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They may seem Zillille, but portmanteaus can be quite frabjous

'You see, it's like a portmanteau...'

Beware the Jabberwocky, the jaws that bite, the claws that catch. If we don’t stop this  portmanteau nonsense now, we will all end up sharing half-names. We will all be bitten, caught, and have to blush and stammer and make excuses to leave the room every time somebody asks us our name.

‘Um, we’re Zillille,’ the DA leader and Cape Town’s mayor might stammer. ‘Come and meet Malola.’ Not that Julius Malema and Ronald Lamola are likely to be comfortable at the same party as Zille and De Lille. Presents a bit of a problem for Zuma too. Zumalo? Zumeka? Zumtuli? Zumgema? I suppose it depends who he’s out with tonight.

Not wanting to be outgrabed by anyone, I would use all the mimsy I could muster to make a spexit (speedy exit) from any polarty (political party) where the centre of attention was a clashing of the DAncyl leadership, or for that matter a Zumwition (Zuma’s wives’ convention).

It’s all Alice’s fault, apparently, or maybe Humpty Dumpty’s. More correctly, we can blame Lewis Carroll, who in Through The Looking Glass, and What Alice Found There (150 years ago, in 1872) invented the notion of a portmanteau, which in recent years has sprung into fashionability with the hybridisation of the names of Hollywood stars.

Jedward. Or Grimward. Whatever.

A portmanteau, before it became a word, was a a suitcase, a linguistic slashing together of the French porter (to carry) and manteau (a cloak). It’s a word that you only found in dusty old mid-20th century novels, until recently it regained the use Lewis Carroll gave it in 1872 when, in the Alice in Wonderland story, Humpty Dumpty explains to Alice the meaning of ‘slithy’ in the nonsense verse, ‘Twas brillig and the slithy toves did gyre and gimble in the wabe, all mimsy were the borogroves, and the mome raths outgrabe’.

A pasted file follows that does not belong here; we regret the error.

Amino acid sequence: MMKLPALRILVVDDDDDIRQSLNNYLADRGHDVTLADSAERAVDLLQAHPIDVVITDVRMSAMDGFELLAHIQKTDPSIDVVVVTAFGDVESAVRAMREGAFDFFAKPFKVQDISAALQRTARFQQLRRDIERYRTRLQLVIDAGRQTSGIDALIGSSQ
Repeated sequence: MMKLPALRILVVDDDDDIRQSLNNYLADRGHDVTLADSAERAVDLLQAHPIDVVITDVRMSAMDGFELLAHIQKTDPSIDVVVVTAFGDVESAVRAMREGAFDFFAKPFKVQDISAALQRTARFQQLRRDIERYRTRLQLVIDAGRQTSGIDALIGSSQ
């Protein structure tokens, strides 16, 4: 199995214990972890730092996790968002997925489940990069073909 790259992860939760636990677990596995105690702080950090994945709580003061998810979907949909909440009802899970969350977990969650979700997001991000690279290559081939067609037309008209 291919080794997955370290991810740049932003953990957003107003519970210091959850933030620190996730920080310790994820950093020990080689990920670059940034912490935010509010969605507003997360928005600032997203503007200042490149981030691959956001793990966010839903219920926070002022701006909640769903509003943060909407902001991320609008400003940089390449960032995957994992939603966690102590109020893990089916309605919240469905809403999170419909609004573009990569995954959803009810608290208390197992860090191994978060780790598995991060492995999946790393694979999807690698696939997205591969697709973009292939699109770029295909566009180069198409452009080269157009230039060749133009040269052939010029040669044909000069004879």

Says good old Humpdump, ‘ ”Slithy’ means ‘lithe and slimy’. ‘Lithe’ is the same as ‘active’ (pronounced like ‘strive’). You see, it’s like a portmanteau, there are two meanings packed up into one word.’

Similarly, mimsy means flimsy and miserable, frabjous means fair and fabulous, and chortle is a hybrid of chuckle and snort. And the last has become a proper word in its own right in our time.

Whoop whoop

Some portmanteaus are so commonplace we aren’t aware that they are portmanteaus. Meld is a mix of melt and weld, moped is motor and pedal, motel is motor and hotel, smog is smoke and fog. Others are less obvious. Squiggle is squirm and wiggle, vitamin is vital and amine.

But some newer word smashes are well worth using. Bankster is banker and gangster. Given the state of the global economy and the role banks have played in it, that’s a word that should stick around for a while. And I like frankenfood, from Frankenstein and food, even if I don’t agree with the anti-genetically modified food lobby.